• Dogs want us to know that many of them really do prefer the company of other humans to other dogs. They also want us to know that only a small portion of adult dogs really enjoy meeting new dog friends. They want us to know that when we take them to the dog park and they sniff around the edges or stick by you or object when another dog is intrusive or even friendly or shy away from either of the previous, they really don’t want to be there. They want us to know that many of them are really scared at doggy daycare and that they would just like to go home and sleep and wait for you to come home and interact with them. They want you to understand doggy body language so that you will get what they desperately wish to tell you but don’t know how. They want you to know that they would be so relieved to be understood.

Dogs want us to do for them as we would want done for us. It’s that simple. The world would be a better place for everyone if that sentiment was practiced by all. Try it. I promise you will see a difference. Dogs wants us to get them.

 

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Faster Than My Paws Can Take Me

In Their Voices
Courtesy of Jessica Stone

I’m sitting beside the two-wheeled travel kennel and waiting as patiently as I can. The patience is not easy for me.

Finally, Mama Bear says the words I’m waiting for:

“Saddle up!”

I leap onto my cockpit on the travel kennel. The travel kennel is still sleeping but soon it will wake up.

Mama Bear says turn so I turn, then sit so I sit, then lay so I lie down.

Then Mama Bear passes the straps through my harness. I count one-two-three snaps and I know I’m strapped in! Then she puts the mask she calls an “aviators” on my face, and now I’m seeing with my eyes and my aviators.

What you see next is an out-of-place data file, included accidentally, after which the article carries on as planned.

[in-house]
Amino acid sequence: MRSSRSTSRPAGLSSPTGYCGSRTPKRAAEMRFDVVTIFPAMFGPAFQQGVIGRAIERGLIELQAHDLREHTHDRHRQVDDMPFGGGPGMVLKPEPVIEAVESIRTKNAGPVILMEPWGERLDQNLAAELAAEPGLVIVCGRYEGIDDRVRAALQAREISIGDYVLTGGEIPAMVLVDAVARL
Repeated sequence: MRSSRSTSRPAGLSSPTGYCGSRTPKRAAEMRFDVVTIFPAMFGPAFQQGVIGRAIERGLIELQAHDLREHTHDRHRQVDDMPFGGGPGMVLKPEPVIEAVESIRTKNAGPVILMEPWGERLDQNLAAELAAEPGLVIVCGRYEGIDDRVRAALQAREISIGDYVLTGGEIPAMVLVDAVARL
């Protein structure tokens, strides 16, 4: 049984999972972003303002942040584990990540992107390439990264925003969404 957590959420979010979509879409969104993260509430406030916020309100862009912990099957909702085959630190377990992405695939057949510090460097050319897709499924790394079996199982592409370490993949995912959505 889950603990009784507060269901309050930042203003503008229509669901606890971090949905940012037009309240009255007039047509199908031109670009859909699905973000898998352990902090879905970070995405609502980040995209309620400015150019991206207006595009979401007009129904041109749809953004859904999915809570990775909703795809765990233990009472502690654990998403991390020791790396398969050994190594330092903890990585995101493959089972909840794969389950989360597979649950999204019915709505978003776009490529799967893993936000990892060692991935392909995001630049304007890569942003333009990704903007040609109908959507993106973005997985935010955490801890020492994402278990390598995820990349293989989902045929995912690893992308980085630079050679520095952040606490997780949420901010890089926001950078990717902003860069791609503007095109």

Mama Bear adjusts my big tail, which she calls a “python,” and it hangs free from the travel kennel. She puts on her hard head. She swings her leg over the travel kennel. She sits between the two wheels and puts her hands on the ends of the wide bar.

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What To Do About Canine Flu: Canine Influenza Type A H3N2 & H3N8

As you probably know, there is currently an outbreak of Dog Flu in the South Bay and more recently, a number of cases have cropped up in other areas around the Bay. All dog owners, including myself, are understandably concerned about what they can do to reduce the likelihood that their dogs will be infected. However, there is no need to panic. Although Canine Influenza, or dog flu, is extremely infectious, it usually causes only mild symptoms for a few days to a couple of weeks and the dogs normally make a full recovery despite treatment. Yes, complications from the flu can occasionally be…